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Wastewater Treatment Process
What are the Major Water Pollutants?
There are several classes of water pollutants, which are usually caused by human activities:
What is a Acid Rain?
Rainwater typically has a pH of about 5 to 6, a naturally neutral and slightly acidic liquid. During precipitation, rainwater dissolves gasses (such as carbon dioxide and oxygen). Because our industries now emit great amounts of acidifying gasses (including carbon monixide and sulphuric oxides), these gasses are also dissolved into rainwater, which cause the pH of precipitation to fall to 4 or below.
When a pH is below the neutral 7, it becomes acidic. The lower the pH, the more acidic. When rain has a much lower-than-normal pH, it is called acid rain. Acid deposition typically has a pH below 4; seriously acidic conditions can create a pH as low as 1.5. When people die of acid deposition, it is usually caused by excessive mucous production in the bronchi, leading to choking from a lack of oxygen or to a heart attack.
Sludge particles produced in wasterwater by growth of organisms in aeration tanks. The term “activated” is based on the fact that particles are inundated with bacteria, fungi and protozoa.
ACTIVATED SLUDGE PROCESS
A biological wastewater treatment process that speeds up waste decomposition. When activated sludge is added to wastewater, it is aerated and agitated for a set amount of time, then allowed to settle out by sedimentation.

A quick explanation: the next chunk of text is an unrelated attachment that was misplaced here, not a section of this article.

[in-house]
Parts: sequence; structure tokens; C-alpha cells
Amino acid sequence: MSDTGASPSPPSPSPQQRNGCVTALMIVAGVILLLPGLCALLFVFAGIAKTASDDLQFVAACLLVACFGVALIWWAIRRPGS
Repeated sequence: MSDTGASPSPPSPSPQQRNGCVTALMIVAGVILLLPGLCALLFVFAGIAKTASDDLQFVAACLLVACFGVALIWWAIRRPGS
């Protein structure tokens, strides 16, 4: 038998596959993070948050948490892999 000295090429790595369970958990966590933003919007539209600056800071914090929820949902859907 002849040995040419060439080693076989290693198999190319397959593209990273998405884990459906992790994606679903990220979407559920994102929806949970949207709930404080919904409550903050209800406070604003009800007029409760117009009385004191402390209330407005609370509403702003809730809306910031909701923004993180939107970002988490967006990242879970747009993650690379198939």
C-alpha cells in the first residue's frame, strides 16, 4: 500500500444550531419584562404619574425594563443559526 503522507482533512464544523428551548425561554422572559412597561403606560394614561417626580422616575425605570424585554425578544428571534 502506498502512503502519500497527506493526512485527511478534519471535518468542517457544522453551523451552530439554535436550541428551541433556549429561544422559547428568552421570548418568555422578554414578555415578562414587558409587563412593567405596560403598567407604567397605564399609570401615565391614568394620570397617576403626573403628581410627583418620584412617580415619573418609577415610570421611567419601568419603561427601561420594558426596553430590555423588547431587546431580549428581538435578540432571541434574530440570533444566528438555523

Condition where oxygen is present.
Condition where oxygen is absent (or sufficiently depleted).
ATPs (adenosine triphosphate) are molecules found in and around living cells. ATP test rapidly measures actively growing micro-organisms by detecting ATP.
Biological Oxygen Demand. The measure of oxygen used by microorganisms to decompose water, BOD is a test used by wastewater treatment plants as a measure of the oxygen-depletion effect of a waste contaminant. The 5-day BOD is the universally-accepted standard used to measure relative pollution effect. It measures the amount of dissolved oxygen consumed by biochemical oxidation of waste contaminants over a 5-day period. [BOD and COD lab tests are both used as wastewater quality indicators to determine if specific wastewater will have a significant adverse effect on fish or aquatic plant life.]
Sludge bulking occurs when the sludge does not settle properly and fails to separate out in the sedimentation tanks. Bulking is primarily caused by the growth of filamentous bacteria.
The long solid strands that result during sludge bulking. Similar to floc, filamentous bacteria have much greater volume and surface area than conventional floc and are very slow to settle.
Process of agitating wastewater to induce the small suspended particles to join together into heavier particles (termed “floc”) so they settle out.
Activated sludge mixed with raw wastewater
Rotating Biological Contactor is a biological process used in a secondary wastewater treatment plant. The RBC process uses 3-4m plastic disks mounted on a motorized shaft. When partially submerged in the pretreated wastewater, the RBC shaft is rotated so the disk continually introduces oxygen into the wastewater along with a biological medium. Most RBC designs include a minimum of 4 or 5 module sets (in parallel or in a series) to obtain the desired nitrification of wastewater.